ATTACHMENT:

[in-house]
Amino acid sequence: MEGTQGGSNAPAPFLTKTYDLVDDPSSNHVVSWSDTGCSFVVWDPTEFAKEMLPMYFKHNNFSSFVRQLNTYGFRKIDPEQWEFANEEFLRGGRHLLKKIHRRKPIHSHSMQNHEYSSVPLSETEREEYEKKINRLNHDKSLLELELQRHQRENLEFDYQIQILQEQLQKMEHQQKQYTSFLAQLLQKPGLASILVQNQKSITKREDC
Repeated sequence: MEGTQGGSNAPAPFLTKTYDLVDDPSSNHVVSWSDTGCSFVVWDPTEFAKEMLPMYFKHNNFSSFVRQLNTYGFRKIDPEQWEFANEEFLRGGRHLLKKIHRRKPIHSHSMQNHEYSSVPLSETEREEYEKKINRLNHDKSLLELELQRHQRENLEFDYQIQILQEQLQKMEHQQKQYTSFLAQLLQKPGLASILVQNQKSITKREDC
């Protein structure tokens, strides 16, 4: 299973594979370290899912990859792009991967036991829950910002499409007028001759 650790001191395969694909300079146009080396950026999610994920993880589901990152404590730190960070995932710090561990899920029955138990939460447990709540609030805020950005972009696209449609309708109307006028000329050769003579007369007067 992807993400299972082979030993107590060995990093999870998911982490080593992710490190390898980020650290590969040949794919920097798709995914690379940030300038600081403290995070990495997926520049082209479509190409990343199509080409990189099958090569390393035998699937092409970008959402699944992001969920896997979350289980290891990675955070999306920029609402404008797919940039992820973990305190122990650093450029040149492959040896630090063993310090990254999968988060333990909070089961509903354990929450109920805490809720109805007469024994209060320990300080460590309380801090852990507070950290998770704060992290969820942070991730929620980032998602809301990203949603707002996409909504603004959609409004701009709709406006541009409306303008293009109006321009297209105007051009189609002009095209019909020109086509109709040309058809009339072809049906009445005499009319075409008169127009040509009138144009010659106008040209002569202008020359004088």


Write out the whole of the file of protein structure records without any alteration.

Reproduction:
[in-house]
Amino acid sequence: MEGTQGGSNAPAPFLTKTYDLVDDPSSNHVVSWSDTGCSFVVWDPTEFAKEMLPMYFKHNNFSSFVRQLNTYGFRKIDPEQWEFANEEFLRGGRHLLKKIHRRKPIHSHSMQNHEYSSVPLSETEREEYEKKINRLNHDKSLLELELQRHQRENLEFDYQIQILQEQLQKMEHQQKQYTSFLAQLLQKPGLASILVQNQKSITKREDC
Repeated sequence: MEGTQGGSNAPAPFLTKTYDLVDDPSSNHVVSWSDTGCSFVVWDPTEFAKEMLPMYFKHNNFSSFVRQLNTYGFRKIDPEQWEFANEEFLRGGRHLLKKIHRRKPIHSHSMQNHEYSSVPLSETEREEYEKKINRLNHDKSLLELELQRHQRENLEFDYQIQILQEQLQKMEHQQKQYTSFLAQLLQKPGLASILVQNQKSITKREDC
């Protein structure tokens, strides 16, 4: 299973594979370290899912990859792009991967036991829950910002499409007028001759 650790001191395969694909300079146009080396950026999610994920993880589901990152404590730190960070995932710090561990899920029955138990939460447990709540609030805020950005972009696209449609309708109307006028000329050769003579007369007067 992807993400299972082979030993107590060995990093999870998911982490080593992710490190390898980020650290590969040949794919920097798709995914690379940030300038600081403290995070990495997926520049082209479509190409990343199509080409990189099958090569390393035998699937092409970008959402699944992001969920896997979350289980290891990675955070999306920029609402404008797919940039992820973990305190122990650093450029040149492959040896630090063993310090990254999968988060333990909070089961509903354990929450109920805490809720109805007469024994209060320990300080460590309380801090852990507070950290998770704060992290969820942070991730929620980032998602809301990203949603707002996409909504603004959609409004701009709709406006541009409306303008293009109006321009297209105007051009189609002009095209019909020109086509109709040309058809009339072809049906009445005499009319075409008169127009040509009138144009010659106008040209002569202008020359004088």